Professional Narrative

I received my Ph.D. at Berkeley under Prof. Eugene Wong in 1980, working on database design and translation within the Ingres Relational Database project. I had the good fortune to have also worked one summer with the System-R Relational Database Group at IBM's San Jose Research Laboratory, so I was located in the center of the relational database design and implementation universe.

I spent one year working at BBN, working with the legendary Dave Walden and John McQuillan (inventors of the original Internet routing algorithms), and at Computer Corporation of America in Cambridge, MA, a leading database research center at that time. In 1981, I moved to the University of Wisconsin-Madison, where I shifted my interests into VLSI and CAD, in particular, database support for VLSI CAD environments. An opportunity presented itself to return to Berkeley in 1983, which I accepted gladly, selling my snow tires. Since that time, my research and teaching interests have focused on a series of projects spanning the design, engineering, and implementation of a variety of advanced computing systems spanning hardware and software.

Research Projects at Berkeley

Other Career Highlights

In 1992, I received the Distinguished Teaching Award of the Berkeley Academic Senate.

In 1996, I was elected a Fellow of the ACM and a Fellow of the IEEE. In that year, I became the first Computer Scientist to be the Chair of the Department of Electrical Engineering and Computer Science and was appointed the inagural holder of the United Microelectronics Corporation Distinguished Professorship. I was Department Chair from 1996 to 1999.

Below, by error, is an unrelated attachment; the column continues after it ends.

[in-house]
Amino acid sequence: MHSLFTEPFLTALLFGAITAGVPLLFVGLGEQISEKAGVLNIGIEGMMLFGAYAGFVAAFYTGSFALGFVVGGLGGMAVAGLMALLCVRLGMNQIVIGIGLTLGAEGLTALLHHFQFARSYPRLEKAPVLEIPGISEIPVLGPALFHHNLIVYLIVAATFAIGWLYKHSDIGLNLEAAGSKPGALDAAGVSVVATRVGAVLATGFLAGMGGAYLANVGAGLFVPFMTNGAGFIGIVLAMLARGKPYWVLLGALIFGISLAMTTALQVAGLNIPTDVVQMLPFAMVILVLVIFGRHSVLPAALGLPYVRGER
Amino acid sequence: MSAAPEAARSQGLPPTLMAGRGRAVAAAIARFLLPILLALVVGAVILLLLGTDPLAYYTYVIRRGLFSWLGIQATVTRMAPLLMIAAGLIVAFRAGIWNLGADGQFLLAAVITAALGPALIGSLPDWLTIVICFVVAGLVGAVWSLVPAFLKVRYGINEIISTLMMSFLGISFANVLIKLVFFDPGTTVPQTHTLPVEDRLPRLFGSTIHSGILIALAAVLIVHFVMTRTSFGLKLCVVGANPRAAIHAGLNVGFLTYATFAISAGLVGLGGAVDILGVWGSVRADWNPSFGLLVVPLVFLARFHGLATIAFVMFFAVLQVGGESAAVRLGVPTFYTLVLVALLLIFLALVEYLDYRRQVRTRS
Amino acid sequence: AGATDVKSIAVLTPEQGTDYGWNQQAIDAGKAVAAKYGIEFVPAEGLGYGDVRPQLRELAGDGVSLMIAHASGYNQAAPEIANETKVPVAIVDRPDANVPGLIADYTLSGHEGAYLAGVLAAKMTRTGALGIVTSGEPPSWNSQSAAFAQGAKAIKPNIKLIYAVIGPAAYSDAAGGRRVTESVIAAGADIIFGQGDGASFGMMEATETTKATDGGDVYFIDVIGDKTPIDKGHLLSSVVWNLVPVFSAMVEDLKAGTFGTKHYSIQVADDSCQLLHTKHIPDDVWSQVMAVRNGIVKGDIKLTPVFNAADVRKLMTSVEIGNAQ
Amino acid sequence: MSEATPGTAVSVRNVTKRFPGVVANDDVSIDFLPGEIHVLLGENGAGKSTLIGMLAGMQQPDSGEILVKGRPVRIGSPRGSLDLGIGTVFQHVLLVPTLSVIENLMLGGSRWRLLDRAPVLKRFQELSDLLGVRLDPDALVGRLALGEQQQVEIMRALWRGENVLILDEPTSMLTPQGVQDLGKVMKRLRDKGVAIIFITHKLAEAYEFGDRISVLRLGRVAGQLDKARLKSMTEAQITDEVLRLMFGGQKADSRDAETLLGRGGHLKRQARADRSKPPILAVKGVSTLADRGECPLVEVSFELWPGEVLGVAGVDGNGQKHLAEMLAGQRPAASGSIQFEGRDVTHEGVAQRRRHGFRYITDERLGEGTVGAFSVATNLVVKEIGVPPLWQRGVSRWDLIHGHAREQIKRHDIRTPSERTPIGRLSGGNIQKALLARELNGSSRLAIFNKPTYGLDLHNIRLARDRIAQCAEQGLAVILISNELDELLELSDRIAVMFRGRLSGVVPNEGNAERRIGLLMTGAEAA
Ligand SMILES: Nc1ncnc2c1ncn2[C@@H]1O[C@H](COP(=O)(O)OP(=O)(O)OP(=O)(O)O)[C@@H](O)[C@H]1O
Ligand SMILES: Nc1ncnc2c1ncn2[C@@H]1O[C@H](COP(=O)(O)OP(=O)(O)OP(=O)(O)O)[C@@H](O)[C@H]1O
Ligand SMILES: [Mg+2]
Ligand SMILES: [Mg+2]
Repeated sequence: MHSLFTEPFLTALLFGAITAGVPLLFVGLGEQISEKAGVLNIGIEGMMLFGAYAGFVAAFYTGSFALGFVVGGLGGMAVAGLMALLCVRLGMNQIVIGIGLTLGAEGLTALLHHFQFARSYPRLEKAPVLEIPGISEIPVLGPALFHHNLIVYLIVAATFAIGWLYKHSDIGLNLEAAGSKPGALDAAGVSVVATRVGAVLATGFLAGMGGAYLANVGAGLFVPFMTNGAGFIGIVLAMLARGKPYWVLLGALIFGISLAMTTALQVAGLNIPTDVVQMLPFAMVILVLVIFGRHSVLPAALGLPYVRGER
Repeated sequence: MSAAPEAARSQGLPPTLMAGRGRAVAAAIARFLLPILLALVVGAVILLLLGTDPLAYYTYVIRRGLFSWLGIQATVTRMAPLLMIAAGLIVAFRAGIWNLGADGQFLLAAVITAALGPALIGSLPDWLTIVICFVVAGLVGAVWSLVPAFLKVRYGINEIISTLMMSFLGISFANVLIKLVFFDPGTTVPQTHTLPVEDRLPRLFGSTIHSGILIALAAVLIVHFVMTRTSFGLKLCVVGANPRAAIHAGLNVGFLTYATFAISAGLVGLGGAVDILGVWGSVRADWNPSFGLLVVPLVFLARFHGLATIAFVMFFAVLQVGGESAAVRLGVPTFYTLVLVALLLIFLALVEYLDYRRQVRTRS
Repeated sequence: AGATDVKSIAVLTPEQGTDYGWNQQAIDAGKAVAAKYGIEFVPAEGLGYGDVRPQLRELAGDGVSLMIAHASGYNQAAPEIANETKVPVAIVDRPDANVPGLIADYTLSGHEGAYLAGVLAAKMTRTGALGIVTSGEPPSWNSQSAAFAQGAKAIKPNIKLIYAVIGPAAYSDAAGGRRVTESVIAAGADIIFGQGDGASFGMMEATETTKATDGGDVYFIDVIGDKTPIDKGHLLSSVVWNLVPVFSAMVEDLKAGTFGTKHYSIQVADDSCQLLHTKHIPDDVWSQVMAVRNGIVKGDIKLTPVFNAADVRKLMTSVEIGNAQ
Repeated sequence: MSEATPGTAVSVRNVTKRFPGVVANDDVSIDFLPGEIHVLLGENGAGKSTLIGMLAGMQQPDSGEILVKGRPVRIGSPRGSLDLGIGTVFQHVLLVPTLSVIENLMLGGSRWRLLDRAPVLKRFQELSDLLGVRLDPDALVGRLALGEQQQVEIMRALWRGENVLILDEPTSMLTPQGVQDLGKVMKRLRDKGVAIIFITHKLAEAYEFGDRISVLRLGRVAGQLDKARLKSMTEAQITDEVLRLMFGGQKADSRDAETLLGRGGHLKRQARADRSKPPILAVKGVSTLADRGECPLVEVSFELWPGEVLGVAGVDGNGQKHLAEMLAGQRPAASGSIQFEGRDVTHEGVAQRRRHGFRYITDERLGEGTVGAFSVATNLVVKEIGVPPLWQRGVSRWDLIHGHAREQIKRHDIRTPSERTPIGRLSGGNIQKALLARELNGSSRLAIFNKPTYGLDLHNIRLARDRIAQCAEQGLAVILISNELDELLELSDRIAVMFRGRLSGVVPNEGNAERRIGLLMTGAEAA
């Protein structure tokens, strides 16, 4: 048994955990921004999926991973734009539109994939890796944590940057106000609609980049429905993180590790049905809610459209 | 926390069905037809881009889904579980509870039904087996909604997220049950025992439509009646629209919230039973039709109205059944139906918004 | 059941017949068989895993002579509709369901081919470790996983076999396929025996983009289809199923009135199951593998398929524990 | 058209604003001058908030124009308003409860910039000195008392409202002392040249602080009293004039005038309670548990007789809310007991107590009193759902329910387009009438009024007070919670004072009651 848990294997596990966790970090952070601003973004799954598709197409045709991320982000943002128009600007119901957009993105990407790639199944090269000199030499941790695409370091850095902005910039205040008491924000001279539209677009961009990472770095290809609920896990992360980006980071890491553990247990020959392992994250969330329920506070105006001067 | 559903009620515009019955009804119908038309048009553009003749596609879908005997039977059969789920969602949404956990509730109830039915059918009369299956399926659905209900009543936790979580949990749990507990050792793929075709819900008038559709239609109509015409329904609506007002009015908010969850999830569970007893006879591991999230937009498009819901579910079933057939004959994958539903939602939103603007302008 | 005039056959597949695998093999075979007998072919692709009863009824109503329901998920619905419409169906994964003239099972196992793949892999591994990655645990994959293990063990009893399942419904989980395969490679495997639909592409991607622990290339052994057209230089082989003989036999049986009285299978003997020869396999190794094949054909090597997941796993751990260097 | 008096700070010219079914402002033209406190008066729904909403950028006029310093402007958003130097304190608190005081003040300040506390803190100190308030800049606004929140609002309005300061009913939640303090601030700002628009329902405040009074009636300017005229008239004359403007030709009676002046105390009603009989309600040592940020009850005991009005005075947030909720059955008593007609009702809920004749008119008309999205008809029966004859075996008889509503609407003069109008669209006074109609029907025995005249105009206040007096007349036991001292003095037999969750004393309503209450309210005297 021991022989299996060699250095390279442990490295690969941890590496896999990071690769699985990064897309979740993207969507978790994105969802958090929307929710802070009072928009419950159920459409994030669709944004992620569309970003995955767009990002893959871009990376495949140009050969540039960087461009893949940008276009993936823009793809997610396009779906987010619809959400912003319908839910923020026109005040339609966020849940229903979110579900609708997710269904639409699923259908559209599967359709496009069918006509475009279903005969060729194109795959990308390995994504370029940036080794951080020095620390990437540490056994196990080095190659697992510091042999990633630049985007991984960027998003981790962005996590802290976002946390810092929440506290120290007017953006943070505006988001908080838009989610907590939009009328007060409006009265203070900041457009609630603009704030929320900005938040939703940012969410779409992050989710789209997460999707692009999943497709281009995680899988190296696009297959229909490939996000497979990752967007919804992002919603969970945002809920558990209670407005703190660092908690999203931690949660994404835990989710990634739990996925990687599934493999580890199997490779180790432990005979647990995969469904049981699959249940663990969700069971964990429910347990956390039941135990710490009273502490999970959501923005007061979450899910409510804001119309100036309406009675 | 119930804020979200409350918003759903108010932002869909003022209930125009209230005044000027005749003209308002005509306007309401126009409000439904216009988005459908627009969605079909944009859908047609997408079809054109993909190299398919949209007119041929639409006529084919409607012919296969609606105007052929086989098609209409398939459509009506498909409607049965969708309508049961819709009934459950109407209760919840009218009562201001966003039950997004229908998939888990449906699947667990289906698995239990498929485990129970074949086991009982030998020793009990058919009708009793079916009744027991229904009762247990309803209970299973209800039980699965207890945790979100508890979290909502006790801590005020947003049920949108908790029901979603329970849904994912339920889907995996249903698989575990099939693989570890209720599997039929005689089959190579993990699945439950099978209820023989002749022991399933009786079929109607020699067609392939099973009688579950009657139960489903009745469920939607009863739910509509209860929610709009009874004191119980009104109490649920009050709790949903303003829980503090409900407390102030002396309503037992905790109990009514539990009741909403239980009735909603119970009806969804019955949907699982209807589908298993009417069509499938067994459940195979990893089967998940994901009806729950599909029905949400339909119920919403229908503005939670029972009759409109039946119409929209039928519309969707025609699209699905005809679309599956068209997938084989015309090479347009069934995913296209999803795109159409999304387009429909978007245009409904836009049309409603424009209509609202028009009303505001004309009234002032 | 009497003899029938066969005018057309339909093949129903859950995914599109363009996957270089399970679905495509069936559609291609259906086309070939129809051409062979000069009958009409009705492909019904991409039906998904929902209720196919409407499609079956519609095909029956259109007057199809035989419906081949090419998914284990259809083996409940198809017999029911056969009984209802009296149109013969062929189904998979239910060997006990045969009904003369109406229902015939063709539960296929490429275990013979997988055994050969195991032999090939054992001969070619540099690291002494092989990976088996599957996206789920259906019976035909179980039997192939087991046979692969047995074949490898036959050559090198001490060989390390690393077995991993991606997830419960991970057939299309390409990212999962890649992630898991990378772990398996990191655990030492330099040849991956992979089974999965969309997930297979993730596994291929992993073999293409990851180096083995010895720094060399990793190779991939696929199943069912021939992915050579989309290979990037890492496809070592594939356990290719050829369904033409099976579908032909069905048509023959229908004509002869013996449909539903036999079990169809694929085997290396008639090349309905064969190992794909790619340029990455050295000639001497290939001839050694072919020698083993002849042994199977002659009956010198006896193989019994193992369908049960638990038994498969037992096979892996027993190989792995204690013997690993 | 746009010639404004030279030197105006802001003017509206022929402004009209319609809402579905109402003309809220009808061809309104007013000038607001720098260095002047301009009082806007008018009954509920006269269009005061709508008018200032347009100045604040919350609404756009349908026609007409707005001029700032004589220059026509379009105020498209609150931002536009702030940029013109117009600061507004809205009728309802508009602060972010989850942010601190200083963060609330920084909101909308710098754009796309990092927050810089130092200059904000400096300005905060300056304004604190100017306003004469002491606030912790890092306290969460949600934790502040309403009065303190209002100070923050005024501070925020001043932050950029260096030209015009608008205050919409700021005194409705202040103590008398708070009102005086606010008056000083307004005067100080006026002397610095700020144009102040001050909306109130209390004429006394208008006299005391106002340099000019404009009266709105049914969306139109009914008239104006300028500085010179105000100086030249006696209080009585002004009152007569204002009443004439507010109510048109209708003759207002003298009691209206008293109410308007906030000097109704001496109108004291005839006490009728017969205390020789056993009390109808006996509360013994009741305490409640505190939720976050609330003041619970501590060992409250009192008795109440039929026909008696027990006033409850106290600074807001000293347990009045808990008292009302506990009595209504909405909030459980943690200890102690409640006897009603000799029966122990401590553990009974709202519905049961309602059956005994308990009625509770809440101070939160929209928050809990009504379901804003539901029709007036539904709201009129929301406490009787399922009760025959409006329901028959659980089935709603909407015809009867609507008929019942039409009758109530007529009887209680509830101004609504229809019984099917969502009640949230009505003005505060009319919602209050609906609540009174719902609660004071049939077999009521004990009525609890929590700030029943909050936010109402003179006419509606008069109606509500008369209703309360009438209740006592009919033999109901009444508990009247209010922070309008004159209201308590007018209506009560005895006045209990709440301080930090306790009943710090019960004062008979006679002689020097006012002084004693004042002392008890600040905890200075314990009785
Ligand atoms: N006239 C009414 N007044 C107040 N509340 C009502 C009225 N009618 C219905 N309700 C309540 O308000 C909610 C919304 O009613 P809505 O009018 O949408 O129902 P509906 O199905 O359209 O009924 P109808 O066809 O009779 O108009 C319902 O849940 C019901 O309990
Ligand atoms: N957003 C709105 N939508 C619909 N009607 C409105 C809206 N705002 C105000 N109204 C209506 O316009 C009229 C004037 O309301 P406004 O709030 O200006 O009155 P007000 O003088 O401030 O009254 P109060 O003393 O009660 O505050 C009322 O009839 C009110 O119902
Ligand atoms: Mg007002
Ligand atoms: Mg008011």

NEWSWEEK Magazine, 21 April 1997, listed me among the 100 Americans for the Next Century. To quote Newsweek, "This is not a list of the great and powerful, or the beautiful and celebritous. Our object has been to take a snapshot of the future, framing some of the personalities whose creativity or talent or brains or leadership will make a difference in the years ahead." Page 34, "This Berkeley prof got Clinton and Gore on the Web. In 2000 his name may pop up on Gore's transition list" (it didn't!).

Our work in the 1980s on RAID has received alot of recognition recently, including an ACM SIGMOD "Test of Time" Paper in 1998 and the IEEE Johnson Information Storage Award in 1999. My educational efforts have also been recognized, with the ASEE Terman Award and the ACM Karlstrom Award in 1999. I was elected to the National Academy of Engineering in 2000.

Last updated: 27 December 2005, Randy H. Katz,